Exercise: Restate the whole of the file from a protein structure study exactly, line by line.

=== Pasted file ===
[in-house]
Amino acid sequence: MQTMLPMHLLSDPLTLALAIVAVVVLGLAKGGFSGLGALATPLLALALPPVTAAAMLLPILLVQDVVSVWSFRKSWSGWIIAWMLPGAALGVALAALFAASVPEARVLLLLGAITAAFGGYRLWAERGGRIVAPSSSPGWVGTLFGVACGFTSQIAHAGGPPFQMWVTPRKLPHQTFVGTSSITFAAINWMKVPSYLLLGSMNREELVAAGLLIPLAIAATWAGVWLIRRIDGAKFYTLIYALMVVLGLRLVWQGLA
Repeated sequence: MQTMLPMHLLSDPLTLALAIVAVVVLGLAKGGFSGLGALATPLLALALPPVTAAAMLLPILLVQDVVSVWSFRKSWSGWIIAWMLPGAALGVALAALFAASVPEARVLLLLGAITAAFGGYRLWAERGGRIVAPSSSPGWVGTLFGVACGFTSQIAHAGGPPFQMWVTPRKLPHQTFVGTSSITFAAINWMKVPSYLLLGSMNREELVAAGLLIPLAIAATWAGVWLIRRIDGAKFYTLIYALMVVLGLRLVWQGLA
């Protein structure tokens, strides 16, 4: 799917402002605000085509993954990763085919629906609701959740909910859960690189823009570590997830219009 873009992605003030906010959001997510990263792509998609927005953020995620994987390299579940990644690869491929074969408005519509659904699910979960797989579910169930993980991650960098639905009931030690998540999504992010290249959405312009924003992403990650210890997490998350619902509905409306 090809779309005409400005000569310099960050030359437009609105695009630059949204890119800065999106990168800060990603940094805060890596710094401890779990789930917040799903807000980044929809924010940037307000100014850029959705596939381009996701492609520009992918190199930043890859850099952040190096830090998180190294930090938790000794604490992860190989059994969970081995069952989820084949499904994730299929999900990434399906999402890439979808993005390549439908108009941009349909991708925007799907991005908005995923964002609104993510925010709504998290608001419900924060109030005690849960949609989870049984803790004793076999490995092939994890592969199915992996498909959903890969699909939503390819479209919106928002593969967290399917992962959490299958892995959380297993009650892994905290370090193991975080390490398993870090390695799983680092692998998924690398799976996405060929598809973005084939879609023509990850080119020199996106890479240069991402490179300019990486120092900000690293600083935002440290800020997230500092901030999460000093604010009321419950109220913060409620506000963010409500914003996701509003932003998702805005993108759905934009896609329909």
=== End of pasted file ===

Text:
[in-house]
Amino acid sequence: MQTMLPMHLLSDPLTLALAIVAVVVLGLAKGGFSGLGALATPLLALALPPVTAAAMLLPILLVQDVVSVWSFRKSWSGWIIAWMLPGAALGVALAALFAASVPEARVLLLLGAITAAFGGYRLWAERGGRIVAPSSSPGWVGTLFGVACGFTSQIAHAGGPPFQMWVTPRKLPHQTFVGTSSITFAAINWMKVPSYLLLGSMNREELVAAGLLIPLAIAATWAGVWLIRRIDGAKFYTLIYALMVVLGLRLVWQGLA
Repeated sequence: MQTMLPMHLLSDPLTLALAIVAVVVLGLAKGGFSGLGALATPLLALALPPVTAAAMLLPILLVQDVVSVWSFRKSWSGWIIAWMLPGAALGVALAALFAASVPEARVLLLLGAITAAFGGYRLWAERGGRIVAPSSSPGWVGTLFGVACGFTSQIAHAGGPPFQMWVTPRKLPHQTFVGTSSITFAAINWMKVPSYLLLGSMNREELVAAGLLIPLAIAATWAGVWLIRRIDGAKFYTLIYALMVVLGLRLVWQGLA
């Protein structure tokens, strides 16, 4: 799917402002605000085509993954990763085919629906609701959740909910859960690189823009570590997830219009 873009992605003030906010959001997510990263792509998609927005953020995620994987390299579940990644690869491929074969408005519509659904699910979960797989579910169930993980991650960098639905009931030690998540999504992010290249959405312009924003992403990650210890997490998350619902509905409306 090809779309005409400005000569310099960050030359437009609105695009630059949204890119800065999106990168800060990603940094805060890596710094401890779990789930917040799903807000980044929809924010940037307000100014850029959705596939381009996701492609520009992918190199930043890859850099952040190096830090998180190294930090938790000794604490992860190989059994969970081995069952989820084949499904994730299929999900990434399906999402890439979808993005390549439908108009941009349909991708925007799907991005908005995923964002609104993510925010709504998290608001419900924060109030005690849960949609989870049984803790004793076999490995092939994890592969199915992996498909959903890969699909939503390819479209919106928002593969967290399917992962959490299958892995959380297993009650892994905290370090193991975080390490398993870090390695799983680092692998998924690398799976996405060929598809973005084939879609023509990850080119020199996106890479240069991402490179300019990486120092900000690293600083935002440290800020997230500092901030999460000093604010009321419950109220913060409620506000963010409500914003996701509003932003998702805005993108759905934009896609329909």